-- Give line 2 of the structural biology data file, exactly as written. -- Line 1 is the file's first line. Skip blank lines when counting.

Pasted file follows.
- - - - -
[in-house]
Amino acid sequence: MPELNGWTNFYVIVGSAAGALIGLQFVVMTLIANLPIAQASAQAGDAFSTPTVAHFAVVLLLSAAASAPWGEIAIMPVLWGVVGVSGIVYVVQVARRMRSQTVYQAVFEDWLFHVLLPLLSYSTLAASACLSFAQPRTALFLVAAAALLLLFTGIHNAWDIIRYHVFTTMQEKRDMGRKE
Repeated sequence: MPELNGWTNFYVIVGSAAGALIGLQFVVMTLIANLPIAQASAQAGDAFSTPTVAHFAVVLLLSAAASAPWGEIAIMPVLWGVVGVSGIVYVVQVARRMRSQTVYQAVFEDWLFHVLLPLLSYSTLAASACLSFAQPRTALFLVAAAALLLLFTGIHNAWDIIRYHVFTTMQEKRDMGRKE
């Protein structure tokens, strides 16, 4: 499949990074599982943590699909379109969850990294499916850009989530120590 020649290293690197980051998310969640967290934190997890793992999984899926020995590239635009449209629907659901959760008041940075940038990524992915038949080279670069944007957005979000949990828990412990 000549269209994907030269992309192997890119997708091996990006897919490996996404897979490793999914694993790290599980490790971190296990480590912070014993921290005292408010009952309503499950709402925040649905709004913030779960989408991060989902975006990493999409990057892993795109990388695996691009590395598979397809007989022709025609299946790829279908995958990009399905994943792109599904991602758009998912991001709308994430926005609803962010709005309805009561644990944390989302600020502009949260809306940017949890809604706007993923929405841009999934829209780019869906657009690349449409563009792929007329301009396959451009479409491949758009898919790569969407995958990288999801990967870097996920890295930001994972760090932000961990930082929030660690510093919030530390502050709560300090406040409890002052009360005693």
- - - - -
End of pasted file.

Amino acid sequence: MPELNGWTNFYVIVGSAAGALIGLQFVVMTLIANLPIAQASAQAGDAFSTPTVAHFAVVLLLSAAASAPWGEIAIMPVLWGVVGVSGIVYVVQVARRMRSQTVYQAVFEDWLFHVLLPLLSYSTLAASACLSFAQPRTALFLVAAAALLLLFTGIHNAWDIIRYHVFTTMQEKRDMGRKE